Income tax – exemption from filing an annual income tax declaration.

Individuals who live in Spain are required to file an annual income tax declaration. The Spanish tax year is the calendar year and the filing deadline runs between 1 April and 30 June.

However, individuals are exempt from this obligation in the situations described in A), B) C) and D) below:

A) In the case that total earnings from Spanish employment do not exceed 22.000 euros if paid by a single Spanish employer. This exemption will also apply if there are several Spanish employers/sources and

  • total earned from the second and other employers does not exceed 1.500 euros.
  • total income from social security, insurance companies, pension schemes and other similar passive sources do not exceed 1.500 euros

B) In the case that earnings from employers (Spanish or otherwise), including pensions, that do not exceed 14.000 euros and

  • there is more than one source of earnings from employment and the second or other employers exceeds 1.500 euros.
  • income in the form of maintenance received from a spouse
  • the employer/payer is not subject to withholding Spanish income tax (PAYE). This includes pensions paid by non Spanish state systems and former non Spanish employers.
  • income is taxed at source in Spain at fixed rates (directors fees, public speaking, authors, late paid salaries)

C) In the case of income from investments and capital gains that do not exceed 1.600 euros, always that such income has taxed at source in Spain.

D) In the case that imputed income from second homes, untaxed Spanish Treasury Bonds, capital grants from public sources, does not exceed the limit of 1.000 euros.

E) In no case will an income tax filing be required if income or capital gains from whichever sources do not in total exceed 1.000 euros and capital losses from the disposal of assets do not exceed 500 euros.

Typical Q and As

Q: Karl receives a pension of 13.000 euros a year from the social security system of Germany. He has savings in a Spanish bank deposit account which pays him a further 1.000 euros a year.

A: Under rule B) Karl does not have to file a tax declaration but should do because the Spanish bank has withheld tax at 19% of over 200 euros which he will only get back if he files a tax declaration.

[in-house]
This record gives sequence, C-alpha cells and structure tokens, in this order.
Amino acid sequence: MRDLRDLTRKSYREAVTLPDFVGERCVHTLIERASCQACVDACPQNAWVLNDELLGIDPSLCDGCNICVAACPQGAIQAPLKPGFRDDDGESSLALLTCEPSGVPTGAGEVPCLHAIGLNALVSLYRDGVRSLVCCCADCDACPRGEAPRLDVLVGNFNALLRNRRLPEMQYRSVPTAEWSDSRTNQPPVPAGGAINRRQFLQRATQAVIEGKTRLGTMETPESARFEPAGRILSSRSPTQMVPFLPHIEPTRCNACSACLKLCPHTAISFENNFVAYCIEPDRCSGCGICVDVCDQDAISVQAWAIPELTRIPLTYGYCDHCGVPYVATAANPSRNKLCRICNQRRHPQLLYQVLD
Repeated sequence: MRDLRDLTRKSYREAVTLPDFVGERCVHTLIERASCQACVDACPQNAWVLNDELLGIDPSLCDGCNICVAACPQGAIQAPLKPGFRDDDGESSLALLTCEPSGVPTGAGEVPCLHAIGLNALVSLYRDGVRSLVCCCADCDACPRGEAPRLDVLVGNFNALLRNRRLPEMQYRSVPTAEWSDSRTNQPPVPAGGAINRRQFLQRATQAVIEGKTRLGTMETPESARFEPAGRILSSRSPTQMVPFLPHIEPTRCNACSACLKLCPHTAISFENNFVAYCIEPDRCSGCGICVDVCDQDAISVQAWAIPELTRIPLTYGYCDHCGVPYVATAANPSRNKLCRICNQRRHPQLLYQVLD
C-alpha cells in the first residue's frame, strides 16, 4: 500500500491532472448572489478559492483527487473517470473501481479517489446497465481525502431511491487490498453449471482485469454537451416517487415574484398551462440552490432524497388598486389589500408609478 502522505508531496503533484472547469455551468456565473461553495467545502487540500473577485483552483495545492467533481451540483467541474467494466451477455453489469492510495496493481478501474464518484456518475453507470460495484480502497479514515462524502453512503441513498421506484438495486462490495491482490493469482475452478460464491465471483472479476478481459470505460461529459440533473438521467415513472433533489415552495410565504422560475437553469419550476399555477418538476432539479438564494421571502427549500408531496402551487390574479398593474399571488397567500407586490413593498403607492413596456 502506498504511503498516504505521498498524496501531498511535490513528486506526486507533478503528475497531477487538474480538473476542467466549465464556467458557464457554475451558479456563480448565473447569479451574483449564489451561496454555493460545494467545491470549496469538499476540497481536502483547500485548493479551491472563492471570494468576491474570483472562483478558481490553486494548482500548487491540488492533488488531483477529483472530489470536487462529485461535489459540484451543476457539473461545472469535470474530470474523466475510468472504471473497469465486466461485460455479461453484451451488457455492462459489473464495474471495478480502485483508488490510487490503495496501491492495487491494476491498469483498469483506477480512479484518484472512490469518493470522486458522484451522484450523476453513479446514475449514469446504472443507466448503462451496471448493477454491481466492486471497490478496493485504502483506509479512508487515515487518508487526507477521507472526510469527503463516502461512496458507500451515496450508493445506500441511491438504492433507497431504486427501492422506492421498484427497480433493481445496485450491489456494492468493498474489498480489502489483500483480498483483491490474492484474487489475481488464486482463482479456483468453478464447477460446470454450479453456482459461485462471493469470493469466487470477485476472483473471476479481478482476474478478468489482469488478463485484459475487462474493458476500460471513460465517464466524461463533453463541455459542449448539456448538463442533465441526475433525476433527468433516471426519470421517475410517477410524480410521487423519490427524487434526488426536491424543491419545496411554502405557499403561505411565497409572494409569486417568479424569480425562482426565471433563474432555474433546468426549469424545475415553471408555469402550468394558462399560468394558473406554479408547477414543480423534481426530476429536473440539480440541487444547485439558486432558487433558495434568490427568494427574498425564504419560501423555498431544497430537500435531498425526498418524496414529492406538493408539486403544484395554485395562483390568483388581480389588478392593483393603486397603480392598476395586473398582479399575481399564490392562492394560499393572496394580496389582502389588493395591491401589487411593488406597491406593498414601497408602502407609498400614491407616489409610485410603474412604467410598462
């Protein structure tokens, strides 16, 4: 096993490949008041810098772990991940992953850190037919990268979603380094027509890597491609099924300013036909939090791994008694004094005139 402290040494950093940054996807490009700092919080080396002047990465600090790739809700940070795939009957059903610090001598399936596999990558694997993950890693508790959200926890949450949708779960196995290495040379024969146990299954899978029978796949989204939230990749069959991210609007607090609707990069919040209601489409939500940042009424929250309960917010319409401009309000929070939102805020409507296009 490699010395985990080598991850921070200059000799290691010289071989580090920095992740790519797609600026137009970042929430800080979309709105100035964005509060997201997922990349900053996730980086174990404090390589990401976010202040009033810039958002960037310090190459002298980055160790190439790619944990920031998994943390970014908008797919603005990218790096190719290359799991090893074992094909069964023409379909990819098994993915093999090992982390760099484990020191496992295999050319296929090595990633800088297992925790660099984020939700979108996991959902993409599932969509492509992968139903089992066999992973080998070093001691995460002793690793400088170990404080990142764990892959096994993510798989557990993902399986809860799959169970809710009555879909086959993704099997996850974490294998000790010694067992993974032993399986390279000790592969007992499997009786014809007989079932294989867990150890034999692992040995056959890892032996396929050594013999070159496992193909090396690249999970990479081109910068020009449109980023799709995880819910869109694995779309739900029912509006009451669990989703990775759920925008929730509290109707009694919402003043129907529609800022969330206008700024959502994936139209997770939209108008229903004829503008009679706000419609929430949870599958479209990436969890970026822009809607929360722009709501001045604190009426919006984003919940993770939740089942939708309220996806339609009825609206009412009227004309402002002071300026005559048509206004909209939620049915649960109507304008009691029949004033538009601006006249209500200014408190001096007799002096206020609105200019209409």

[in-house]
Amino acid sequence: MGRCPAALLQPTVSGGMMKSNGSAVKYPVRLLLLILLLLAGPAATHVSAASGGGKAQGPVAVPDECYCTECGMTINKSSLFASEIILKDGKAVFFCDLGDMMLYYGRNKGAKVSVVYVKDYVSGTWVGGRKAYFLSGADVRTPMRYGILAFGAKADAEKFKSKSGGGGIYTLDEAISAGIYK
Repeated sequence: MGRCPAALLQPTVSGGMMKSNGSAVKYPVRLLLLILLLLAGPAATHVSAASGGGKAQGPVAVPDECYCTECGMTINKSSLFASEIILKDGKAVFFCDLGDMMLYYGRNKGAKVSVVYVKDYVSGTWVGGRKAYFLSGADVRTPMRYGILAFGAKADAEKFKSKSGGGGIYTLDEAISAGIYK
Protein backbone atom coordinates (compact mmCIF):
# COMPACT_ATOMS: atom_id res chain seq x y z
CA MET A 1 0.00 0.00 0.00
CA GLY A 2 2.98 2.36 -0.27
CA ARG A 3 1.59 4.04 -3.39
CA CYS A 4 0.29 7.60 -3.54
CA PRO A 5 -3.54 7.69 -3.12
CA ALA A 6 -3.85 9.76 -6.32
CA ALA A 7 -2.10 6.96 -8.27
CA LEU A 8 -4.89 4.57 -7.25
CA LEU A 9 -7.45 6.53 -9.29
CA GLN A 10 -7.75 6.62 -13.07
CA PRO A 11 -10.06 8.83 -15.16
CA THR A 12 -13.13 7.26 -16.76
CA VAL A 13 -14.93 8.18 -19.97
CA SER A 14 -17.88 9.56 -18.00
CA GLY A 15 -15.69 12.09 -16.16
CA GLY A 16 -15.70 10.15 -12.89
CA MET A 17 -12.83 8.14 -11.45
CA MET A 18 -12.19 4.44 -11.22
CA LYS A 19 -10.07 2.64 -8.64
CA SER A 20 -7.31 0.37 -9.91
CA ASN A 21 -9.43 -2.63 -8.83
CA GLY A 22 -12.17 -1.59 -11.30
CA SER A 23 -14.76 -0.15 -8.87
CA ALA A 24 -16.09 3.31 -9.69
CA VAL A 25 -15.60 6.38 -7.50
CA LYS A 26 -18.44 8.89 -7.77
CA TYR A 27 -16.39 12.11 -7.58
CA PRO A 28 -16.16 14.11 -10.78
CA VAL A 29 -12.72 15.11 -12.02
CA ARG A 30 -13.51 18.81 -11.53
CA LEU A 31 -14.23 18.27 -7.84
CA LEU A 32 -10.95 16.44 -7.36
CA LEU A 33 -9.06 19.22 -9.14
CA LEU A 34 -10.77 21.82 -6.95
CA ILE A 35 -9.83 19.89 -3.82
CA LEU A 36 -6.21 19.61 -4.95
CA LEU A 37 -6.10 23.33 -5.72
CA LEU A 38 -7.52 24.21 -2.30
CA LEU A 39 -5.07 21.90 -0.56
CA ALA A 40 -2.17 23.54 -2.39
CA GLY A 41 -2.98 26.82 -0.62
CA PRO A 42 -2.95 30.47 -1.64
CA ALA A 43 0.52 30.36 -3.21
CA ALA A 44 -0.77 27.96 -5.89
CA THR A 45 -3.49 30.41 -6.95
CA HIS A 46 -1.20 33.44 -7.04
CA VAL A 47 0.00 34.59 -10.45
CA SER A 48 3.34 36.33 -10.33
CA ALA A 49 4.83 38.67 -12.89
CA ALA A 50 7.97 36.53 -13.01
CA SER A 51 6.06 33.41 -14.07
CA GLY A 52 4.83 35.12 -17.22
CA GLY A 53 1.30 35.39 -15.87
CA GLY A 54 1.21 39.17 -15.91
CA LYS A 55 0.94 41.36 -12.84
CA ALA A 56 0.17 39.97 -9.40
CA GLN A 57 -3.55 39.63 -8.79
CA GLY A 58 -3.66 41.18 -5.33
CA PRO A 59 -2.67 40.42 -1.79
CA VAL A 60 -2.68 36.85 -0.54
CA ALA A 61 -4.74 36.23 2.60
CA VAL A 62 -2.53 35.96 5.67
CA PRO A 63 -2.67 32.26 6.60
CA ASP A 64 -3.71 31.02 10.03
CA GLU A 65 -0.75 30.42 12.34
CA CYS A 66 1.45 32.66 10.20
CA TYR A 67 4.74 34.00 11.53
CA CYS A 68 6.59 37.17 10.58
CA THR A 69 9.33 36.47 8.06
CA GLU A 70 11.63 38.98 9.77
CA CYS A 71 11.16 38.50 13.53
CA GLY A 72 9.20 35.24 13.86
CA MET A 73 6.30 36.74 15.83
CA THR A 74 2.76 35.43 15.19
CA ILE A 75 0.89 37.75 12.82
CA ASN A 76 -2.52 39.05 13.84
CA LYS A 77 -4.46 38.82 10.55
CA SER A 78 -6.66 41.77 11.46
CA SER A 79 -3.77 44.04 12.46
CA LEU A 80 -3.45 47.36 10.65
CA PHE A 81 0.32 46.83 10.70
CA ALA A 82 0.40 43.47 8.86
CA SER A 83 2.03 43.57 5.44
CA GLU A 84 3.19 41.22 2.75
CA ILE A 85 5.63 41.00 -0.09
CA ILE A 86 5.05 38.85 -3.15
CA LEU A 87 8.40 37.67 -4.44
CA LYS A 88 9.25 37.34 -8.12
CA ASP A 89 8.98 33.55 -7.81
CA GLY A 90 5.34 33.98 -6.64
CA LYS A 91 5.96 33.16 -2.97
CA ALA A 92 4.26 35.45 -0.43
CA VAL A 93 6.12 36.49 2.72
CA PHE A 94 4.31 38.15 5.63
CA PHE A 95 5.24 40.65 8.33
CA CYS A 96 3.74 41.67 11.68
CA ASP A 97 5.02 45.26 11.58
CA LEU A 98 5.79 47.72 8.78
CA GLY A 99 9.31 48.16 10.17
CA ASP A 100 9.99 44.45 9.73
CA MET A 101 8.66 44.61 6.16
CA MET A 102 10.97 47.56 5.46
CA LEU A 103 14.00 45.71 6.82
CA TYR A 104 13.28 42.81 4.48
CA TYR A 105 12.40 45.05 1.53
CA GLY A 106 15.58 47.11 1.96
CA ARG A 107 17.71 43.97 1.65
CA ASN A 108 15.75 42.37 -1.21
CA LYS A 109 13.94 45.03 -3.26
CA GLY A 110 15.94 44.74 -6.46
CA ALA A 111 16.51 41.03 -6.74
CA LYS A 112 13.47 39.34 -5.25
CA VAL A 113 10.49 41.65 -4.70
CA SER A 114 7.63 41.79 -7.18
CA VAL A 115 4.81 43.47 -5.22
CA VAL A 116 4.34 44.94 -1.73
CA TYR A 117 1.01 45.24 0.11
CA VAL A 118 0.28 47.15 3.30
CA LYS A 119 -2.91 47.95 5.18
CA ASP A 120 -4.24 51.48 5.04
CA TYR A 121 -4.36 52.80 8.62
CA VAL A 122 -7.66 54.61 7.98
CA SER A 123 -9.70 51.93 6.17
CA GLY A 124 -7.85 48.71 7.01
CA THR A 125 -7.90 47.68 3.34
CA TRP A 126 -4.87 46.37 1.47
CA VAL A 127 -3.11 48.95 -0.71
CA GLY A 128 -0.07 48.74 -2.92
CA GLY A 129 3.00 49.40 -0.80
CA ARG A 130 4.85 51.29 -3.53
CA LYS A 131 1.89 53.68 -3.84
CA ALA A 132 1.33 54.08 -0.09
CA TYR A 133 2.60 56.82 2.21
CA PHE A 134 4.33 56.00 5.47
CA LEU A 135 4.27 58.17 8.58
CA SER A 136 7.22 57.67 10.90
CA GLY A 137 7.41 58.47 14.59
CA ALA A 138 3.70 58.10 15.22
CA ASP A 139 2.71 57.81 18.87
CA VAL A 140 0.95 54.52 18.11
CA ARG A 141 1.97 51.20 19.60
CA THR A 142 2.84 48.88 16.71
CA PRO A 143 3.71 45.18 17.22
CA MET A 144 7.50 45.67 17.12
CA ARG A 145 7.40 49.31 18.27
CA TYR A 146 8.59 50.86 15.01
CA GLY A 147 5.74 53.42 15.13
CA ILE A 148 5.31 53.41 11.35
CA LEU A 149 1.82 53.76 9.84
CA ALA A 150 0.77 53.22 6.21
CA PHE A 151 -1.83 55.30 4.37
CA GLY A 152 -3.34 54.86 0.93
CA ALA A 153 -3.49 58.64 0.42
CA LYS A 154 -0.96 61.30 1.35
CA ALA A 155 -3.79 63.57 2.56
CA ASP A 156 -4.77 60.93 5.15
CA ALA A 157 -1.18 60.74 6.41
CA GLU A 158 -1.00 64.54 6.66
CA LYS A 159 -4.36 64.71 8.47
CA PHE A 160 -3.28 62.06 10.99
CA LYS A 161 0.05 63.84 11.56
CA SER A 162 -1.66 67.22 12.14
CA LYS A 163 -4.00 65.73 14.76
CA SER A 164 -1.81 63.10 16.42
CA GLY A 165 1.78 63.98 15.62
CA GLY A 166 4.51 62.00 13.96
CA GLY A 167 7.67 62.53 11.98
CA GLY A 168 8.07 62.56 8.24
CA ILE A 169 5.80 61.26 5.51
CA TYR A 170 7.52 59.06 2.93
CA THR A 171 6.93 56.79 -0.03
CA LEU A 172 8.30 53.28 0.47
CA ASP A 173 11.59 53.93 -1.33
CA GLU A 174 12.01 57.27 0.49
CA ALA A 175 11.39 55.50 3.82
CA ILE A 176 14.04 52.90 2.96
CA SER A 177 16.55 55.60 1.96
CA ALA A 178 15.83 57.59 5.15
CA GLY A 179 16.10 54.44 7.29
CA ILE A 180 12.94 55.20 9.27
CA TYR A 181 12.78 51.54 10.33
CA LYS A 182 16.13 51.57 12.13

Q: Rose received a salary of 15.000 euros from one job where she worked for 7 months and then another 1.200 euros from another job where she worked for 1 month.

A: Rose does not have to file a tax declaration under rule A) but, just like Karl, she should because she has almost certainly paid more tax via the deductions her two employers had to make from her salary

Q: John receives a UK pension of 9.500 euros and has a property in the UK that produces 4.000 euros net income.

A: Although John’s income is below the 14.000 euros he is not exempted under rule B) because he has property income which cancels all exemptions.

Q. Michelle lives in Spain but works for a UK company receiving a salary of 21.000 euros.

A. Michelle is not exempt under rule A) because the 22.000 euro limit only applies if the salary is received from a Spanish employer.

Q. Tom was working as self employed for January and February 2019 and had income of 800€ and then he stopped work altogether because of ill health. He had no other income and lived from savings.

A. As explained in rule E) he does not have to file a tax declaration because his income was below 1.000 euros

If in doubt as to whether you have to file a tax declaration you can call us on +34 95 282 29 43. We answer questions like this for free.

Spence Clarke & Co specialises in the provision of Spanish tax, legal, audit and accountancy services, mainly to foreigners with interests in Spain. Our cross-border knowledge helps clients adapt to the Spanish system with the minimum of doubt and disruption. If you have any questions about this article or any other matter contact us, with no obligation, to see how we can help you.